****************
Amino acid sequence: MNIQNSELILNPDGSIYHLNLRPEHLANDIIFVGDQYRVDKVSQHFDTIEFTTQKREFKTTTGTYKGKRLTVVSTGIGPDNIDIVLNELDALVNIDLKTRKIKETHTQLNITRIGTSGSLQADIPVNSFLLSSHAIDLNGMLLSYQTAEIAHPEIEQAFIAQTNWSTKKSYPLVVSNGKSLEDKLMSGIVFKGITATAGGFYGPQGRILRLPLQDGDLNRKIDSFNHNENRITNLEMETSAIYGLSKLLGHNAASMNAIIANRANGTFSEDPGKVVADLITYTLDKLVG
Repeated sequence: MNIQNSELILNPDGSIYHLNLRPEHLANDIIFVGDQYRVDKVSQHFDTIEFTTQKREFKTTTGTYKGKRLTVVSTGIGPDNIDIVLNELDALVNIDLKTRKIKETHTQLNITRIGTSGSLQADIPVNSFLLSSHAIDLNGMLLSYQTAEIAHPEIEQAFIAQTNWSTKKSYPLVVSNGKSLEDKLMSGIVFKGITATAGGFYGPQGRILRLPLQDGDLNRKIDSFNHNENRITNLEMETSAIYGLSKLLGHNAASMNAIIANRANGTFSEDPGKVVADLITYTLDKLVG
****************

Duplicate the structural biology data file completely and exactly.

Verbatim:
Amino acid sequence: MNIQNSELILNPDGSIYHLNLRPEHLANDIIFVGDQYRVDKVSQHFDTIEFTTQKREFKTTTGTYKGKRLTVVSTGIGPDNIDIVLNELDALVNIDLKTRKIKETHTQLNITRIGTSGSLQADIPVNSFLLSSHAIDLNGMLLSYQTAEIAHPEIEQAFIAQTNWSTKKSYPLVVSNGKSLEDKLMSGIVFKGITATAGGFYGPQGRILRLPLQDGDLNRKIDSFNHNENRITNLEMETSAIYGLSKLLGHNAASMNAIIANRANGTFSEDPGKVVADLITYTLDKLVG
Repeated sequence: MNIQNSELILNPDGSIYHLNLRPEHLANDIIFVGDQYRVDKVSQHFDTIEFTTQKREFKTTTGTYKGKRLTVVSTGIGPDNIDIVLNELDALVNIDLKTRKIKETHTQLNITRIGTSGSLQADIPVNSFLLSSHAIDLNGMLLSYQTAEIAHPEIEQAFIAQTNWSTKKSYPLVVSNGKSLEDKLMSGIVFKGITATAGGFYGPQGRILRLPLQDGDLNRKIDSFNHNENRITNLEMETSAIYGLSKLLGHNAASMNAIIANRANGTFSEDPGKVVADLITYTLDKLVG